These are all decisions made by Paizo with regards to how this works. Paizo designed the math involved. They designed the cost and benefit analysis.

Cody's video is ultimately about a group of experienced players getting run down by this system Paizo designed and quitting.

Let me give an example.

My swashbuckler is designed heavily around making one big attack as his primary thing, his Confident Finisher. The cost to this is once he makes this attack, he cannot do any more attacks for the rest of the turn. He can choose to do this with his rapier, which does more damage, or his whip, which does less damage but has a better range, and will knock an enemy prone on a crit.
So I've filled those actions instead with a multitude of different possibilities. He can use Bon Mot/Tumble Behind to help set up his panache while also weakening an enemy, One for All to help allies, or Twin Parry to give himself a little more defense (which may include swapping to his main-gauche instead of one of his other weapons for even more defense).

But what if he's facing a large number of weak enemies? He might be able to do severe damage to a single enemy with one hit, but the fact that there are a lot of enemies will eventually take its toll. This is a point at which he might want to forgo that one big hit and instead just keep attacking (since even when he goes down to his third attack's MAP, he has a good chance of hitting because they're weaker than him).
Alternately, if I chose to raise Athletics as a skill and take Assurance, that third attack is very useful because Assurance cuts out both bonuses and penalties, making it ideal to use on a third action - especially because he has low Str, making it so that Athletics is a more difficult proposition normally. With that third Assurance maneuver, targeting the right skill (like trying to trip an elephant) can still be a guaranteed success.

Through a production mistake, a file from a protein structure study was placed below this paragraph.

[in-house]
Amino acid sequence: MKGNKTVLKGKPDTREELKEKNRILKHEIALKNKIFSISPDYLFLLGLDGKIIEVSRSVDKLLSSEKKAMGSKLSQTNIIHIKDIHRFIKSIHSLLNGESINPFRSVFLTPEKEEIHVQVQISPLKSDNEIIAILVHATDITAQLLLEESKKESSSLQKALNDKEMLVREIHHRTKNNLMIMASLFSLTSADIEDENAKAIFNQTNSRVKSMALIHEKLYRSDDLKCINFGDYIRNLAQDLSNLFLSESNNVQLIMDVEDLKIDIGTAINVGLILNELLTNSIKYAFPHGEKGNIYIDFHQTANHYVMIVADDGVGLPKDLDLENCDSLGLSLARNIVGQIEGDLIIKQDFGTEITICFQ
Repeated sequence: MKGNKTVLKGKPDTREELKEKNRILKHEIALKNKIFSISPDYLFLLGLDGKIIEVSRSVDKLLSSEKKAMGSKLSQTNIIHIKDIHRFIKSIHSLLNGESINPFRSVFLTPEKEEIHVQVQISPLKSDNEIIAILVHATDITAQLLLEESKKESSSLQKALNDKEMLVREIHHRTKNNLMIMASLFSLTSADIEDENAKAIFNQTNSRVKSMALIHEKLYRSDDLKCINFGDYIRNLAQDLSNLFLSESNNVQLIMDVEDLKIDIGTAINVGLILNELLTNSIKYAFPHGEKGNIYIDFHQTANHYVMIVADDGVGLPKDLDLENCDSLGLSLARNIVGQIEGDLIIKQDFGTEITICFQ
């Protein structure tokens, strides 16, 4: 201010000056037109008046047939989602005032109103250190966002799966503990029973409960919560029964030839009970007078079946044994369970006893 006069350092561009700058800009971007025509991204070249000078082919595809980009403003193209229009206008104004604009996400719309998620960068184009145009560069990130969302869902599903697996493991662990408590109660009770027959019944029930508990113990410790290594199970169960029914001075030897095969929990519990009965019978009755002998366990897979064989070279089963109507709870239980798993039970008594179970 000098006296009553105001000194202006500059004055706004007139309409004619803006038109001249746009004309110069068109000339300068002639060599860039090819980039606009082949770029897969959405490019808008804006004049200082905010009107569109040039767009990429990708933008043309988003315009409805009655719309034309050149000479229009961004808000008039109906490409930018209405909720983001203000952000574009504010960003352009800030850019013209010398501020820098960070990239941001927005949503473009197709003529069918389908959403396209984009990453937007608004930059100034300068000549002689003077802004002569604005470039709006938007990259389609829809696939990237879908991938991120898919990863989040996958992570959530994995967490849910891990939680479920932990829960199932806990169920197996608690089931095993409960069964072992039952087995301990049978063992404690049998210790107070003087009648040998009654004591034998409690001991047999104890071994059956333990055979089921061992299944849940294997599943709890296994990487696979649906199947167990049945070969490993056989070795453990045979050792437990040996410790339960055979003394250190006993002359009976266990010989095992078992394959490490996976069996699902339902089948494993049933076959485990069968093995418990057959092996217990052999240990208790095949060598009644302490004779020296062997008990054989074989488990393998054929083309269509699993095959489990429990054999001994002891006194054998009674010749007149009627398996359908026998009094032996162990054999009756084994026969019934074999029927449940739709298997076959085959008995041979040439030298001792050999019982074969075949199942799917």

It's a good choice when it's used in the proper situation. When that situation is is for the player to figure out.


Jester David wrote:

I feel this video and Taking20.

As someone who was also a *huge* Paizo fanboy and PF1 proponent who happily adopted that system over 4e for many years. But bounced hard off of PF2.

I really wanted to love the game and keep throwing money at Paizo, but just couldn't work up the interest.

Depending on what your issues with the system are, you can try to check out the variant rules found in the Game master's Guide and try out the new classes that are upcoming, Magus and Summoner were playtested recently and there's a new playtest opening up January 5, with yet unknown classes and one of them will be a new.


15 people marked this as a favorite.

Alright, I'm positive this is relevant now

From the Wikipedia page:

"Sealioning: (also spelled sea-lioning and sea lioning) is a type of trolling or harassment that consists of pursuing people with persistent requests for evidence or repeated questions, while maintaining a pretense of civility and sincerity.It may take the form of "incessant, bad-faith invitations to engage in debate"."

I think I'm personally done trying to explain the rules to someone who won't even take the pdf for free when offered and completely ignored the generous invite to play from someone who only seemed to sincerely want to teach him the game, WHILE trying to educate others who have actually played the damn thing. I think maybe everyone else should be done too, but thats just my two cents.


Pathfinder Adventure Path, Lost Omens, Rulebook Subscriber
Stangler wrote:
Unicore wrote:


It is not paizo's responsibility nor is it even their ability to tell the players what is a good choice in any given situation.

Communicating information to a player is one of the most important aspects of game design. I really don't think this is a point worth arguing about because it is so obvious and well accepted in any discussion of game design.

The game tells you what options you could take and does a very good job of presenting options that will be valuable in different situations.

But it can't do the tactical analysis of the battlefield situation for you. It is definitely something the GM should talk to their players about if they see their players consistently making choices that lead to player frustration and character death. In fact, the rules do emphasize the importance of communication with players about their expectations and not forcing them to make endless checks for things that don't matter, just because there are rules for how to do so.

Paizo doesn't just count on every player having access to a 600 page rulebook either. They let their rule set be shared online and housed in several databases that allow for much more convenient usage than most other games.